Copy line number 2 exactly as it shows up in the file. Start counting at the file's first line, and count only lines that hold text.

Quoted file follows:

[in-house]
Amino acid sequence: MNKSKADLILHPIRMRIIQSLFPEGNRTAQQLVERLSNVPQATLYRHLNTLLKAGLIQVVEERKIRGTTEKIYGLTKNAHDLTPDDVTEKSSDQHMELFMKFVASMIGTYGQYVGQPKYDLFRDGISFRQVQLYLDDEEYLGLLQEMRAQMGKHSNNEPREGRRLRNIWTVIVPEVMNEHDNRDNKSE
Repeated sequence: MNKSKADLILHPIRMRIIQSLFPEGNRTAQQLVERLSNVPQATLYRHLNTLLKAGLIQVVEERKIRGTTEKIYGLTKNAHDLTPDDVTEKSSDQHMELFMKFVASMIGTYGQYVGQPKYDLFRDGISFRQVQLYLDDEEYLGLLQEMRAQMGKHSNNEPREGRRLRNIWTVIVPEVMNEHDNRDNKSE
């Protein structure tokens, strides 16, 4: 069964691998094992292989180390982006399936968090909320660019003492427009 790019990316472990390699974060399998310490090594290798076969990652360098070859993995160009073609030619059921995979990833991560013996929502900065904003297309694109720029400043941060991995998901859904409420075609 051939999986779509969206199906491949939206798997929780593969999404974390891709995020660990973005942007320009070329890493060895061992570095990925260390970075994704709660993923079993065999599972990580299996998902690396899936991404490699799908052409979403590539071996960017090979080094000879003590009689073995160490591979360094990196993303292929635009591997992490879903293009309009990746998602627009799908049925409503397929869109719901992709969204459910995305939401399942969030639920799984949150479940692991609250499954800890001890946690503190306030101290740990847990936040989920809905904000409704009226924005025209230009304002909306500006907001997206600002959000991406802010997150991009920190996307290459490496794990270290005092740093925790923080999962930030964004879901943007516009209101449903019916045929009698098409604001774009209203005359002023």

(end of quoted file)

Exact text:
Amino acid sequence: MNKSKADLILHPIRMRIIQSLFPEGNRTAQQLVERLSNVPQATLYRHLNTLLKAGLIQVVEERKIRGTTEKIYGLTKNAHDLTPDDVTEKSSDQHMELFMKFVASMIGTYGQYVGQPKYDLFRDGISFRQVQLYLDDEEYLGLLQEMRAQMGKHSNNEPREGRRLRNIWTVIVPEVMNEHDNRDNKSE